Ruling changes landscape for pursuit of gay marriage in N.J.

 American University students Sharon Burk, left, and Molly Wagner, embrace outside the Supreme Court after Wednesday DOMA ruling.  (AP Photo/Charles Dharapak)

American University students Sharon Burk, left, and Molly Wagner, embrace outside the Supreme Court after Wednesday DOMA ruling. (AP Photo/Charles Dharapak)

Supporters of gay marriage in New Jersey see the Supreme Court’s ruling on DOMA as a huge boost for political and legal efforts to move beyond civil unions in the state.

“Today is a game-changing moment for New Jersey,” said Udi Ofer, the Executive Director of New Jersey’s American Civil Liberties Union.

In New Jersey, same-sex couples can enter into civil unions but are not eligible to marry. The Supreme Court’s decision today will extend federal marriage benefits to legally married same-sex couples, but not to civil union partners.

“With DOMA being struck down, the term ‘civil union’ will prevent New Jersey couples from being eligible for hundreds of federal benefits,” Ofer said.

“With today’s decision, New Jersey can no longer hide behind the federal government to justify its own discrimination.”

Legal confusion

The complexity of the new legal landscape is already causing confusion.

This morning, Penny DeJesus arrived at Giovanni’s room, an LGBT bookstore in Philadelphia, to purchase a new rainbow flag. After the decision came down, she had called her partner of nine years. Both Pennsylvania residents, they entered into a civil union in New Jersey.

“I said, ‘Congratulations we’re legal everywhere now.’ And she was very proud,” DeJesus said.

In fact, Sally Goldfarb, a professor at Rutgers School of Law – Camden, said that civil union partners will see no change. Moreover, it’s not clear what impacts the ruling will have for same-sex couples living in New Jersey with marriage certificates from other states. According to Goldfarb, in the past, the New Jersey government has viewed same-sex couples married out-of-state as civil union partners.

Although many federal agencies look to where the couple got married, others only consider where a couple lives to determine if a marriage is valid for federal purposes, others.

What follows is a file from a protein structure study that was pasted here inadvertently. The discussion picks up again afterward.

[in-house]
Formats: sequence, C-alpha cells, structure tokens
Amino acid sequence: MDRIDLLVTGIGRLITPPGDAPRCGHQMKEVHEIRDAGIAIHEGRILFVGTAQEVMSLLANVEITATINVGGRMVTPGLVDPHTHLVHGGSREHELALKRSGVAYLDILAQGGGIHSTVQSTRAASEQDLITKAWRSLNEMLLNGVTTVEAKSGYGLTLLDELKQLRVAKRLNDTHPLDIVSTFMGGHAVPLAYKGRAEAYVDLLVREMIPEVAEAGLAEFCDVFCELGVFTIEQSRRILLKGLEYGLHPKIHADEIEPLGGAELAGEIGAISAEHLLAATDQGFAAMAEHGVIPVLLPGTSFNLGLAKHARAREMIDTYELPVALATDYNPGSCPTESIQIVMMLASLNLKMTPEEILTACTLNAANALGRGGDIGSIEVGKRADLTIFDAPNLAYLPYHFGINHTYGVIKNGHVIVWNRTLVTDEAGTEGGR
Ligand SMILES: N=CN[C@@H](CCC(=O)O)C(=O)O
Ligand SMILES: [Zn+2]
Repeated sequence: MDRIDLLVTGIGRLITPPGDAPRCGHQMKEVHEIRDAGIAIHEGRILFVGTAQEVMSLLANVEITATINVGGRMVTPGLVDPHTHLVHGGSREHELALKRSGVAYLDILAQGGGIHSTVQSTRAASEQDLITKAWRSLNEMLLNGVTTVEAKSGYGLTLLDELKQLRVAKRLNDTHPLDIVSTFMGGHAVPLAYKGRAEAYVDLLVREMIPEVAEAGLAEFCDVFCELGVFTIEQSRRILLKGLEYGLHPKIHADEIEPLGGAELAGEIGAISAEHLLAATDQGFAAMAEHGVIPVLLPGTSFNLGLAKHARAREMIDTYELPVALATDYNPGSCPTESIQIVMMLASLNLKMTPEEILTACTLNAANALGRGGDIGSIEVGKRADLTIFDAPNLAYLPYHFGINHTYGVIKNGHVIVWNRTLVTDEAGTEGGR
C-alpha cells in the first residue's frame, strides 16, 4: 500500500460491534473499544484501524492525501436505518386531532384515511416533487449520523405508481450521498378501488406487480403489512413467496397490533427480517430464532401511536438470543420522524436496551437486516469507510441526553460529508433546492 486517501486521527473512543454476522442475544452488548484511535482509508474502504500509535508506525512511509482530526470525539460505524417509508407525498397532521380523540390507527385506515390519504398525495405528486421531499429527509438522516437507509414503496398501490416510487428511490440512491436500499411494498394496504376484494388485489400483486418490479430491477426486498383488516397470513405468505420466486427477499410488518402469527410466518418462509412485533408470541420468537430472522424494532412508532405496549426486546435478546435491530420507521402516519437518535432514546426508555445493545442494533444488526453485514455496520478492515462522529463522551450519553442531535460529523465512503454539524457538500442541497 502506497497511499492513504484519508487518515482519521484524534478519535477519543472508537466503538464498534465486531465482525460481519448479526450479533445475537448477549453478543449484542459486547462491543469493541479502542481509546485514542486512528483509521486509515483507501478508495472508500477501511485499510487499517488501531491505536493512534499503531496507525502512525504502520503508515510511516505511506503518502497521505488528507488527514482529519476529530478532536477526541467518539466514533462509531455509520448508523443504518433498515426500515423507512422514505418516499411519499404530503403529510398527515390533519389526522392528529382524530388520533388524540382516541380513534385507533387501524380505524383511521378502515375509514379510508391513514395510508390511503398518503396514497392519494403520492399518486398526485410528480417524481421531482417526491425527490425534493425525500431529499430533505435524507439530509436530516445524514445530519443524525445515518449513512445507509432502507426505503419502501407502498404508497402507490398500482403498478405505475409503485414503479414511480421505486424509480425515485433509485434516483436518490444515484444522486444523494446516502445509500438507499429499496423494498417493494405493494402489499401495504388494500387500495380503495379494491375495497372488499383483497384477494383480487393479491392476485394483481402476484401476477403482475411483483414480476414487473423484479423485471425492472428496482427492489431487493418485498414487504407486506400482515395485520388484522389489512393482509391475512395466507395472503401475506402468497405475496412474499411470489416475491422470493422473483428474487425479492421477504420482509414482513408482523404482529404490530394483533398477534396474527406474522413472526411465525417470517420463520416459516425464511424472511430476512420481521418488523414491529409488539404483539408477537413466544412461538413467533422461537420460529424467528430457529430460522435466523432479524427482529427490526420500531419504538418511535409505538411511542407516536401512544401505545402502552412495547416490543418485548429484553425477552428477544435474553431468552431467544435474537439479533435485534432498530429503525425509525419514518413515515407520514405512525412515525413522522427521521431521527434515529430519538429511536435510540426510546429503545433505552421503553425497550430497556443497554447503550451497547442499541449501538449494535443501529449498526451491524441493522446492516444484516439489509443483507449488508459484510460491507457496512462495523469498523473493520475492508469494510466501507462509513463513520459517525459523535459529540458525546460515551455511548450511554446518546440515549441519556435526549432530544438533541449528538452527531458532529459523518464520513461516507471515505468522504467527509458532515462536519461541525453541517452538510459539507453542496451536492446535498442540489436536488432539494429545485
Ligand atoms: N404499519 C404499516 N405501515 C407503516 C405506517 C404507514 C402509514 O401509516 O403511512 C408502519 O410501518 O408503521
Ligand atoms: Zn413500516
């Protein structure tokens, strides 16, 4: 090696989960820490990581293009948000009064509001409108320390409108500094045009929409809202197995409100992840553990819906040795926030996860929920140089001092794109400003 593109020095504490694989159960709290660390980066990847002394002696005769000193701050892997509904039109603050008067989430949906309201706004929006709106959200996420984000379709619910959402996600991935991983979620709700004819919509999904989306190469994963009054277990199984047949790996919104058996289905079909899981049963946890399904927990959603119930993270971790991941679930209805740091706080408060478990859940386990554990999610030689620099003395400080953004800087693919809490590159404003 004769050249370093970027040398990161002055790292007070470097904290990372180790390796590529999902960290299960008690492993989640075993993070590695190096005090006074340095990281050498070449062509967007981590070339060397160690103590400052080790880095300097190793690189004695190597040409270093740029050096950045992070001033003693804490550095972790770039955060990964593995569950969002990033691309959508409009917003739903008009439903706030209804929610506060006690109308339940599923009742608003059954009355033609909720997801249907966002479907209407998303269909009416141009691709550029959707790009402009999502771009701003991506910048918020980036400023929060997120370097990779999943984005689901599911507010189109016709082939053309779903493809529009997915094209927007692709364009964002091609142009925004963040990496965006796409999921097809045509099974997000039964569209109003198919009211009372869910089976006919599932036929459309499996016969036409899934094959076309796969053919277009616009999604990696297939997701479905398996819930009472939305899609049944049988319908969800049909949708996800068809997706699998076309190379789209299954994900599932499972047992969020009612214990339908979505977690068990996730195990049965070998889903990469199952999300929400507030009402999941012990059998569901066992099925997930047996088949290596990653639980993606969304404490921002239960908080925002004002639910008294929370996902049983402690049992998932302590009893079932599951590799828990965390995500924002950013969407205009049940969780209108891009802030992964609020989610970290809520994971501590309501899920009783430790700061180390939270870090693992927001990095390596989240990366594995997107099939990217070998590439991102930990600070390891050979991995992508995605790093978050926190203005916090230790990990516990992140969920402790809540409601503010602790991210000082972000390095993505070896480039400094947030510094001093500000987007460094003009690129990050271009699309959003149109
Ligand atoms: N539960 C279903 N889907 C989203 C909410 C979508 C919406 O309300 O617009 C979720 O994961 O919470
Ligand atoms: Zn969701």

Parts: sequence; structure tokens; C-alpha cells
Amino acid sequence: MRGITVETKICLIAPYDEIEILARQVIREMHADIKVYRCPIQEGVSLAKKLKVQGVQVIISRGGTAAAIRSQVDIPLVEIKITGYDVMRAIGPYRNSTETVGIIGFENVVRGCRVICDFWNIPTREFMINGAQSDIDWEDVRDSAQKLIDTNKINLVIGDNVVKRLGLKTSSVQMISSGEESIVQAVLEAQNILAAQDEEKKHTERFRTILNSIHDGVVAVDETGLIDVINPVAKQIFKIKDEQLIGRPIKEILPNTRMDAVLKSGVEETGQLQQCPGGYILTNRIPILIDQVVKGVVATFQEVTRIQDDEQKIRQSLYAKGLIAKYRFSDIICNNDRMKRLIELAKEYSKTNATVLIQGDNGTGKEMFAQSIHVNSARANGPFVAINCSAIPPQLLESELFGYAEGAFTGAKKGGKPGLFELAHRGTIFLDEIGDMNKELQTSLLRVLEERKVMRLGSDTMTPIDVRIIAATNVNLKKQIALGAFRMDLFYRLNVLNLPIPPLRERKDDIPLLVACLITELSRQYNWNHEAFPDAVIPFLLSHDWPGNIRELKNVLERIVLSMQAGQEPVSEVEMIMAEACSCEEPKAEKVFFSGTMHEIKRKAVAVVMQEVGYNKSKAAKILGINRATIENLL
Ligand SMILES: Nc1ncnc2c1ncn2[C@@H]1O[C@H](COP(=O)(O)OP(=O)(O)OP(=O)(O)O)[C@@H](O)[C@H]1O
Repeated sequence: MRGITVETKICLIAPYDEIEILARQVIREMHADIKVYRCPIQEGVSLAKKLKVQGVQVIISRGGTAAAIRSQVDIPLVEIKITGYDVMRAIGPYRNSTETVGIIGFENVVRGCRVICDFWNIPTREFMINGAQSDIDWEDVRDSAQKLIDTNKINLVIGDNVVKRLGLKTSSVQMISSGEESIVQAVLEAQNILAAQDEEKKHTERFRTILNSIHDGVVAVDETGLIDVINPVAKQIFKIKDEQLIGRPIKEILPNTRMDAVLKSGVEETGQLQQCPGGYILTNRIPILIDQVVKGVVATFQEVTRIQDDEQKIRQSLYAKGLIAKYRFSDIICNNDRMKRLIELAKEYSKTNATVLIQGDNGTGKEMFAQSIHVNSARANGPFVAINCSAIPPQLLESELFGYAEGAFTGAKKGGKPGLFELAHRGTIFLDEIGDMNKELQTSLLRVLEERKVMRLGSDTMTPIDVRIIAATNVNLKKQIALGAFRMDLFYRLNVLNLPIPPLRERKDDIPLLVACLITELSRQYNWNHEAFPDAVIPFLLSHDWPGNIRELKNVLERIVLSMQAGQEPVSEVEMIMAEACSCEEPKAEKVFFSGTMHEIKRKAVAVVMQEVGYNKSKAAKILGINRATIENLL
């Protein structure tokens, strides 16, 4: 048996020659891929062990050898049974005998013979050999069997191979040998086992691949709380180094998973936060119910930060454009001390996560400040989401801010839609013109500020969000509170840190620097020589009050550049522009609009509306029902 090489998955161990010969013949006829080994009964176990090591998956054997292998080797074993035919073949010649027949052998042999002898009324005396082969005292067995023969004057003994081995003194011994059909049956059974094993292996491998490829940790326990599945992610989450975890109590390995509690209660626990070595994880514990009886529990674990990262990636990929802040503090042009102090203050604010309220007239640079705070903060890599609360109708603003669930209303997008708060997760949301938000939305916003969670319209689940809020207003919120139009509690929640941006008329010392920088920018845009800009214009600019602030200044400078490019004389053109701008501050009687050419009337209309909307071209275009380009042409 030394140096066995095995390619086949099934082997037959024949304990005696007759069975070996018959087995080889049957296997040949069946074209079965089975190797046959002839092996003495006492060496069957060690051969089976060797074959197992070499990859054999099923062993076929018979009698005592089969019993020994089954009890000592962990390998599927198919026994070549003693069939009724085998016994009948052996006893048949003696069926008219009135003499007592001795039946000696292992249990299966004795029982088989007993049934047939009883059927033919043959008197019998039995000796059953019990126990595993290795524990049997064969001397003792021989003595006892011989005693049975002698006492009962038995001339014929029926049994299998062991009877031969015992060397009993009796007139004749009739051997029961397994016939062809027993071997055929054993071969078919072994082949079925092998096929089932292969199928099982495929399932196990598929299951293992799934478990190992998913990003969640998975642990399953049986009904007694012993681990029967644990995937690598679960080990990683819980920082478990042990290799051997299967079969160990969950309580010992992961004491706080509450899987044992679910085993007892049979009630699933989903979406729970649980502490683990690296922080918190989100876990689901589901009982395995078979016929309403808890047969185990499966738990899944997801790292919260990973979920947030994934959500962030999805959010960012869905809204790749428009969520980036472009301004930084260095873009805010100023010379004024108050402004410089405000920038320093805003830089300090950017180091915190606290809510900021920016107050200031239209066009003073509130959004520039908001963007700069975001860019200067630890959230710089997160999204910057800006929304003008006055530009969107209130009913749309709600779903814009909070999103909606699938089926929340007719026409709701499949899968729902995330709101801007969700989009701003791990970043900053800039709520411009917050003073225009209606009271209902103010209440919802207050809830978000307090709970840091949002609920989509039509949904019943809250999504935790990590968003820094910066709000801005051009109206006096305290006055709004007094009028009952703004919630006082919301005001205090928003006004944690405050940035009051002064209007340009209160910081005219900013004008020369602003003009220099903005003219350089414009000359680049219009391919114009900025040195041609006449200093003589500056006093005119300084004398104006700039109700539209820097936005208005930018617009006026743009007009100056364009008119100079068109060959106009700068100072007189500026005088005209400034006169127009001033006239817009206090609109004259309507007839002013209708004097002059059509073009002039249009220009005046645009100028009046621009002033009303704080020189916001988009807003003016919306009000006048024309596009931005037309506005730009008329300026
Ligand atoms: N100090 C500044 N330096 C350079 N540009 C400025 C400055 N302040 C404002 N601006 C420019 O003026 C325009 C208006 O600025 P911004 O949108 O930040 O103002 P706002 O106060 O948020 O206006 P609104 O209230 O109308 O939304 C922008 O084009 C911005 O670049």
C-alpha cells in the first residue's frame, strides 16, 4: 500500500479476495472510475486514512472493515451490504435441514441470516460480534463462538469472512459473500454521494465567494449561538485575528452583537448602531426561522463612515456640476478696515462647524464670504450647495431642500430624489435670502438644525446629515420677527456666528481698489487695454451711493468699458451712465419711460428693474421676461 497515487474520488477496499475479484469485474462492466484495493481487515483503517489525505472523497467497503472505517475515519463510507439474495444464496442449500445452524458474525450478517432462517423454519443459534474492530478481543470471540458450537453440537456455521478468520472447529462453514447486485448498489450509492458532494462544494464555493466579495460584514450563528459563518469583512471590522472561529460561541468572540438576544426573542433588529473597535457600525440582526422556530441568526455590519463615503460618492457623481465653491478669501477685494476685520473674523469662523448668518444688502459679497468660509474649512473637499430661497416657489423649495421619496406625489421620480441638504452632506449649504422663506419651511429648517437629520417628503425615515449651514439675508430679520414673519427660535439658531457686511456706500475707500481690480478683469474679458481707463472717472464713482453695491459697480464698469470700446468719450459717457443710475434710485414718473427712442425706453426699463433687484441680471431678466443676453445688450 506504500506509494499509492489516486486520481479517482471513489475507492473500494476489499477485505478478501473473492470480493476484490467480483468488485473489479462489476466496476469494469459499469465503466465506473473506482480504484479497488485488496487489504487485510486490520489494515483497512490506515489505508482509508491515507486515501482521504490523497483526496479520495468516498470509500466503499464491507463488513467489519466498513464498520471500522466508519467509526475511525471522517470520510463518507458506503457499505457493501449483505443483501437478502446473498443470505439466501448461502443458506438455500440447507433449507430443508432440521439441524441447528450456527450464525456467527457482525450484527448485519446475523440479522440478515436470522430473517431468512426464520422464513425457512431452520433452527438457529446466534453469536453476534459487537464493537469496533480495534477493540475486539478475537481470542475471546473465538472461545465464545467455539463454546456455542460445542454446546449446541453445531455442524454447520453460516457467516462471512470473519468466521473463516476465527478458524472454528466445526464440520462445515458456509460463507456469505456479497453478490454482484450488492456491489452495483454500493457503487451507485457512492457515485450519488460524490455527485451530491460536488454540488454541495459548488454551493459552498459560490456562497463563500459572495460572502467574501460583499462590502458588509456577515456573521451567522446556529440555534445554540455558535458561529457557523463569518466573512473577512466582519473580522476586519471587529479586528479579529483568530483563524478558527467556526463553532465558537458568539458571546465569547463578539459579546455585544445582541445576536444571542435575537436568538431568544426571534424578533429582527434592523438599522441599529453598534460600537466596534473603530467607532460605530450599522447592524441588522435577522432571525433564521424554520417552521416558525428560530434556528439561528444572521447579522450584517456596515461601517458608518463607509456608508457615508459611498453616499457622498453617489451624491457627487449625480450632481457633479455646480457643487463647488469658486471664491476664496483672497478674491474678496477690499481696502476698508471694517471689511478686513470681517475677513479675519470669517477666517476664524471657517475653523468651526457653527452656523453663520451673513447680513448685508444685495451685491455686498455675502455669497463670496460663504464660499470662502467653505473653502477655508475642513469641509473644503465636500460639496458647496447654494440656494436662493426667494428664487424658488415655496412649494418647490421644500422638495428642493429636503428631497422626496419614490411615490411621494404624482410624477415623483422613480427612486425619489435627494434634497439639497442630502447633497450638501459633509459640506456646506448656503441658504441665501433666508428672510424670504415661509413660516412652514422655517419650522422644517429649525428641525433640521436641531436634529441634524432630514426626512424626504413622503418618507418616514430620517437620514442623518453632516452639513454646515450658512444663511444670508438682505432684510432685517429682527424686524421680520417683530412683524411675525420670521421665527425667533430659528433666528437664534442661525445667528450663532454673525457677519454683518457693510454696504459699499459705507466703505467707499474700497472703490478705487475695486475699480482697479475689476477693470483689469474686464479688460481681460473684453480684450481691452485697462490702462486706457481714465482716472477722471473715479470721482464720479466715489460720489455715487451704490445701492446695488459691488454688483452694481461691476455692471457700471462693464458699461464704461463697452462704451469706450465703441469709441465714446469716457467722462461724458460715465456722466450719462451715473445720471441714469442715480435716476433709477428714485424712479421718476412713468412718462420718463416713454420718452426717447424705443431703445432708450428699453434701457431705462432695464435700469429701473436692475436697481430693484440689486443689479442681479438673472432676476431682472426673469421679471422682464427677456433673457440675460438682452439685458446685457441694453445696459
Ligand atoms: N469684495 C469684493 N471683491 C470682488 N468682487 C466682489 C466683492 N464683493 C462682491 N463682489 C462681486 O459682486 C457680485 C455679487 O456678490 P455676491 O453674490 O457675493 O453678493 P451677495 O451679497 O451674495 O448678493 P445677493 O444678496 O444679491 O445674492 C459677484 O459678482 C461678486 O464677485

“I think we have to see how this pans out,” Goldfarb said.

Troy Stevenson, Executive Director of the gay rights group Garden State Equality, said that when his office first learned about the DOMA ruling, “We were excited and ecstatic and it was a truly transformational moment. But my honest reaction was to stare at the TV and turn to my lawyer and say, ‘What does this mean?’ That’s the question that I think everybody in New Jersey is asking.”

The debate continues

Even as gay marriage supporters are celebrating the court’s DOMA decision, Len Deo, President of the New Jersey Family Policy Council said that in New Jersey, “The debate continues.”

“Our stance is that the civil unions are adequate,” Deo said. When it comes to federal marriage rights, it should be up to the federal government to decide whether to grant those rights to couples in civil unions, according to Deo.

“Case closed. Marriage remains the union of a man and a woman.”

“I think that we need to hear from the governor first,” said N.J. Senate Majority leader Loretta Weinberg, who has been trying to drum up legislative support to override Gov. Chris Christie’s veto on a 2012 bill that would have legalized same-sex marriage in the state.

Christie, who is seen as a likely presidential candidate, has said voters in New Jersey should decide the issue.

Weinberg hopes that the Supreme Court’s decision will push Christie and legislators on the other side of the aisle to change their stance on gay marriage.

“Unless we grant the word marriage to all of our civil union couples and their families, they will be unequal unto the law,” Weinberg said, “and I believe that the governor and members of the legislature are not going to want that to happen.”

The battle in the courts

Civil unions in Jersey were the result of a 2002, New Jersey high court ruling that mandated same-sex couples be provided all the benefits and responsibilities of marriage. The ruling allowed the state legislature to decide whether to grant same-sex couples marriage or an alternate system that would provide equality

Immediately after today’s ruling on DOMA, Lambda Legal asked New Jersey courts to accelerate a second lawsuit filed in 2011 holding that civil unions do not meet the requirements of the state constitution.

According to Hailey Gorenberg, Lambda’s Deputy Legal Director, the Supreme Court’s decision on DOMA strengthens the case that civil unions deny same-sex couples the equality they were promised in New Jersey.

“We are seeking to go before the court to inject this new legal development—this new matter of law—into our case and move it forward quickly,” said Gorenberg.

“We think that the Supreme Court’s decision makes it clear on the law without further discovery that New Jersey isn’t providing equal rights.”

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